We went for a walk back to the first restaurant for another quinoa avocado salad and then I went back to the room and Doug went off walking. He came across an old railroad station, unused for trains since the Second World War, and found them getting ready for a huge art show in two weeks. Some limes and bananas were purchased at the local market and then we went back to pack for tomorrows flight.

Day 7. The flight from Santiago to Puerto Montt showed fantastic views over the Andes mountains, many lakes and a few volcanos

Upon arrival we collected our bags, (thankfully they arrived with us) and our rental car. This was the fastest and easiest car rental of any we have done. They upgraded us from a small Chevy sprint to a mid size car which is very comfortable. The highway 5 runs from Alaska all the way here and ends at the bottom of the island we are going to.

Following the highway finds us to a port and a large blue and yellow ferry waiting for us. We are waved aboard and there is not an inch to spare as we are sandwiched between many large semis. The island will do all it's import and exporting by these ferrys which leave continuously all day. It is about the size of the Denman Island ferry and takes 40 minutes to reach the other side. The weather is much cooler here, in the low 20s and wonderful. I got out of the car to look at the ocean and thought I saw a very strange looking duck in the water beside me. Upon closer investigation I realized it was a penguin. My first penguin sighting. We also saw a couple of very large sea lions swimming beside us.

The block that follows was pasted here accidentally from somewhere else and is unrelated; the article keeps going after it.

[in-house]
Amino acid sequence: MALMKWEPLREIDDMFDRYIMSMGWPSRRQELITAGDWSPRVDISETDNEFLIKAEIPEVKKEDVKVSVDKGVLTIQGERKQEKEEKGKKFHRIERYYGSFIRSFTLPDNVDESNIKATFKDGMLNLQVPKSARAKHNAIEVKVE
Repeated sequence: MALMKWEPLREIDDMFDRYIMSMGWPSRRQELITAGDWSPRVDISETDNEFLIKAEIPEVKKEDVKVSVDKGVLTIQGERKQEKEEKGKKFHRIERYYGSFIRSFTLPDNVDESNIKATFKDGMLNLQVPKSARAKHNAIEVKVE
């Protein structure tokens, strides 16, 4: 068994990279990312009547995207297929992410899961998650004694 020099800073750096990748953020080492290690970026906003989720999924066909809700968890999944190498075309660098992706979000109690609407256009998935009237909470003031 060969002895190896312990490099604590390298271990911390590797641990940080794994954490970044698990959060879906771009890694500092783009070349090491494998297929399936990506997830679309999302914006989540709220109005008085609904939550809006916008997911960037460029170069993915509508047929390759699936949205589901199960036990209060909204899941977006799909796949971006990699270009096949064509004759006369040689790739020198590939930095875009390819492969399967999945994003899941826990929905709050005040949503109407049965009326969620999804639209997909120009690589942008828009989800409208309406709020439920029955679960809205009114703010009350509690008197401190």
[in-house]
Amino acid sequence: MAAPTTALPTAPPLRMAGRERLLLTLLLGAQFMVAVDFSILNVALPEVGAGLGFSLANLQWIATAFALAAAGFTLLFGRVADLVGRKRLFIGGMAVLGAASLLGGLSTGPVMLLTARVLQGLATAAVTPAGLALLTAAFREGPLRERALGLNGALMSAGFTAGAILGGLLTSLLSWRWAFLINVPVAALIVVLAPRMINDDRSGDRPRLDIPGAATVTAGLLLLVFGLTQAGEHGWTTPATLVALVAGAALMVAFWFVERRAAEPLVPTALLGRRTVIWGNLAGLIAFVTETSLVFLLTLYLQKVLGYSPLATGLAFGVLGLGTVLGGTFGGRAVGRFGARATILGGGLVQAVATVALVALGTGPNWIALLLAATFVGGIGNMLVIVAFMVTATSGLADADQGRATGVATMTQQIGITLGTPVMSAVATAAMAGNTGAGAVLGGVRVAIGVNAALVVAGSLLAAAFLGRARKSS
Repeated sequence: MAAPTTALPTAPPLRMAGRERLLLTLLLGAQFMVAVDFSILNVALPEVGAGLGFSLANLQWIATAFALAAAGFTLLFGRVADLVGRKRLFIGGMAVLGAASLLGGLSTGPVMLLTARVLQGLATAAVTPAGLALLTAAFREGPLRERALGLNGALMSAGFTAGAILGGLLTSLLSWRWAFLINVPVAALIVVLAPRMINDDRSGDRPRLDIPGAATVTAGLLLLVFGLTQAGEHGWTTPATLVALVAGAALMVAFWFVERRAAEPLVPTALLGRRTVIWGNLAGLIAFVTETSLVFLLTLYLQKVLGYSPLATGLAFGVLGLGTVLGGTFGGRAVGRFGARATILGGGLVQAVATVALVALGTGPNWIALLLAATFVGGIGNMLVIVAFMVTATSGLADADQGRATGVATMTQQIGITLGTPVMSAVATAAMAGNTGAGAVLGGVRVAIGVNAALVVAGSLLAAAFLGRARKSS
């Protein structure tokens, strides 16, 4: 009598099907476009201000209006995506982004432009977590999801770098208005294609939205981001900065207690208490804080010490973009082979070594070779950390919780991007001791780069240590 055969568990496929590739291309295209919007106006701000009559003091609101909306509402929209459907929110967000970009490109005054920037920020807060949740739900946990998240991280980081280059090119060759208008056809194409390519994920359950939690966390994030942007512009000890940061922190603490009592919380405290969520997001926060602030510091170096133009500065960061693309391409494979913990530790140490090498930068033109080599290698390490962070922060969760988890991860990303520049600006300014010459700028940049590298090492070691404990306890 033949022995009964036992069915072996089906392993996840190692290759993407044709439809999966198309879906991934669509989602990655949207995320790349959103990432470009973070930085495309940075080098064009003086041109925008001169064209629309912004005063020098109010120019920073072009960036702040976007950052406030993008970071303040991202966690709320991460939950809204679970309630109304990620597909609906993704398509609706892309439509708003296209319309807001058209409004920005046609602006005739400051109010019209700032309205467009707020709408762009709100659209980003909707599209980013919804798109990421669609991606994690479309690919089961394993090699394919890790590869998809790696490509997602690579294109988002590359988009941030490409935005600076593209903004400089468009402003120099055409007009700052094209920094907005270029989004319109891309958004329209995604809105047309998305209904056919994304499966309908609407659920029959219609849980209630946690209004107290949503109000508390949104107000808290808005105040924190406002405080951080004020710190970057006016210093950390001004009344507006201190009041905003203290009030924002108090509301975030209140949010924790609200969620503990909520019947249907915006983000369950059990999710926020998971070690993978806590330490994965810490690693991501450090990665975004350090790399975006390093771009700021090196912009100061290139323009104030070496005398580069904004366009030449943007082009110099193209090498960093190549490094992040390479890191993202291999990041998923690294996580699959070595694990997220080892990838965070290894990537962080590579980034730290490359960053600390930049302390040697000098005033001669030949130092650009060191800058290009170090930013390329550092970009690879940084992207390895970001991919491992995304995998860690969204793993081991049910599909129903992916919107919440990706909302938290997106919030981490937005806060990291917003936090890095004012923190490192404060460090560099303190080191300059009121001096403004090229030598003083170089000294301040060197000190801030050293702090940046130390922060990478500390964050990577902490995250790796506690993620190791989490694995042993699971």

Continuing our drive south on the Pan American highway takes us through rolling hills of perfect patchwork squares of greens yellows and browns. Sheep and cattle graze on the Patagonian hillsides. We are on the island of Chiloe, pronounced Chee Low way and not the way I was saying it, Chloe, like our grand daughter's name.
It is very pastoral and peaceful and we are glad to be here.